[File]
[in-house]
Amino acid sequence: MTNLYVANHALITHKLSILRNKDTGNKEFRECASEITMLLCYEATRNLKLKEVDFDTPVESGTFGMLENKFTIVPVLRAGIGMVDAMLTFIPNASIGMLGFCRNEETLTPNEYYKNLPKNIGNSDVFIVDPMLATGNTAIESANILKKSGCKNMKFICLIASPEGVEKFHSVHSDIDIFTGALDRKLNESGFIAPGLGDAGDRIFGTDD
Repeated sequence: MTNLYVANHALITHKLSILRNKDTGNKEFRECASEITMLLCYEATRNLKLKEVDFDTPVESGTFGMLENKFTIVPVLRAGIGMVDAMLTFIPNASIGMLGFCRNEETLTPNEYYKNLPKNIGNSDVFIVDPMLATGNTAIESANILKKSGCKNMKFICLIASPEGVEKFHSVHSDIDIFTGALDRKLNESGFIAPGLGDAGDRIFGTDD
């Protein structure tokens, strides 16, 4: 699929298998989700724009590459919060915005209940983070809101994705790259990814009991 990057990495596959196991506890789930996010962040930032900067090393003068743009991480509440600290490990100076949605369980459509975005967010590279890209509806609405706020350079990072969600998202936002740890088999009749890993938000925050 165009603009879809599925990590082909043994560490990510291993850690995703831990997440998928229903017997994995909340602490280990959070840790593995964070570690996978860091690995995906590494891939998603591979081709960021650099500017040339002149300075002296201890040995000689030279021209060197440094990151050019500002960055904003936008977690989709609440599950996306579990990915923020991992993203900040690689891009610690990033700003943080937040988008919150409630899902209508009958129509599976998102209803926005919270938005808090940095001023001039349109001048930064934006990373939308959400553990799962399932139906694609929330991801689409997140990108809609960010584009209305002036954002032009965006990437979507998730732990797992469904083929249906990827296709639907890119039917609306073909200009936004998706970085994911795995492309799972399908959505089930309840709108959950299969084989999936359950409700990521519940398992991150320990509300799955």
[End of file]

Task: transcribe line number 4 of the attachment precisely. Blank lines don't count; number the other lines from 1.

């Protein structure tokens, strides 16, 4: 699929298998989700724009590459919060915005209940983070809101994705790259990814009991 990057990495596959196991506890789930996010962040930032900067090393003068743009991480509440600290490990100076949605369980459509975005967010590279890209509806609405706020350079990072969600998202936002740890088999009749890993938000925050 165009603009879809599925990590082909043994560490990510291993850690995703831990997440998928229903017997994995909340602490280990959070840790593995964070570690996978860091690995995906590494891939998603591979081709960021650099500017040339002149300075002296201890040995000689030279021209060197440094990151050019500002960055904003936008977690989709609440599950996306579990990915923020991992993203900040690689891009610690990033700003943080937040988008919150409630899902209508009958129509599976998102209803926005919270938005808090940095001023001039349109001048930064934006990373939308959400553990799962399932139906694609929330991801689409997140990108809609960010584009209305002036954002032009965006990437979507998730732990797992469904083929249906990827296709639907890119039917609306073909200009936004998706970085994911795995492309799972399908959505089930309840709108959950299969084989999936359950409700990521519940398992991150320990509300799955």